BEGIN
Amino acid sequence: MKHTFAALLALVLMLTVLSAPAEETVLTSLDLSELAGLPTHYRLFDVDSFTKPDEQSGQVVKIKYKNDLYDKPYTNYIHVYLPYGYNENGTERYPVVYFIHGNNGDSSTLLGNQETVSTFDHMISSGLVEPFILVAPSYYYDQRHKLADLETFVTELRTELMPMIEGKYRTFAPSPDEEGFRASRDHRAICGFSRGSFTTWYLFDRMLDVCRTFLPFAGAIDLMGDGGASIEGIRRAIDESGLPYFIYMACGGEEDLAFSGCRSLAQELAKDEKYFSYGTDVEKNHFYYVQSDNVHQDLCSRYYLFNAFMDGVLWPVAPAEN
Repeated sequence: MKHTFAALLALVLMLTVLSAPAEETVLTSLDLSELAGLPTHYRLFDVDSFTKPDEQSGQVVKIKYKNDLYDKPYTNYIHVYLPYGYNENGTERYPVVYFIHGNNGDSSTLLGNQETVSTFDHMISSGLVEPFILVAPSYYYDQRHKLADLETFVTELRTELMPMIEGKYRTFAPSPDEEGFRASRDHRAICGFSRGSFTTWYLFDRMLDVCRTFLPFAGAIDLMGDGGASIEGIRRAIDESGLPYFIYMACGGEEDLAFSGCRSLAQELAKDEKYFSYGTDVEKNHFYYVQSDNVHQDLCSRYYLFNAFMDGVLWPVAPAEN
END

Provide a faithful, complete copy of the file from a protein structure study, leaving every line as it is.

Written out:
Amino acid sequence: MKHTFAALLALVLMLTVLSAPAEETVLTSLDLSELAGLPTHYRLFDVDSFTKPDEQSGQVVKIKYKNDLYDKPYTNYIHVYLPYGYNENGTERYPVVYFIHGNNGDSSTLLGNQETVSTFDHMISSGLVEPFILVAPSYYYDQRHKLADLETFVTELRTELMPMIEGKYRTFAPSPDEEGFRASRDHRAICGFSRGSFTTWYLFDRMLDVCRTFLPFAGAIDLMGDGGASIEGIRRAIDESGLPYFIYMACGGEEDLAFSGCRSLAQELAKDEKYFSYGTDVEKNHFYYVQSDNVHQDLCSRYYLFNAFMDGVLWPVAPAEN
Repeated sequence: MKHTFAALLALVLMLTVLSAPAEETVLTSLDLSELAGLPTHYRLFDVDSFTKPDEQSGQVVKIKYKNDLYDKPYTNYIHVYLPYGYNENGTERYPVVYFIHGNNGDSSTLLGNQETVSTFDHMISSGLVEPFILVAPSYYYDQRHKLADLETFVTELRTELMPMIEGKYRTFAPSPDEEGFRASRDHRAICGFSRGSFTTWYLFDRMLDVCRTFLPFAGAIDLMGDGGASIEGIRRAIDESGLPYFIYMACGGEEDLAFSGCRSLAQELAKDEKYFSYGTDVEKNHFYYVQSDNVHQDLCSRYYLFNAFMDGVLWPVAPAEN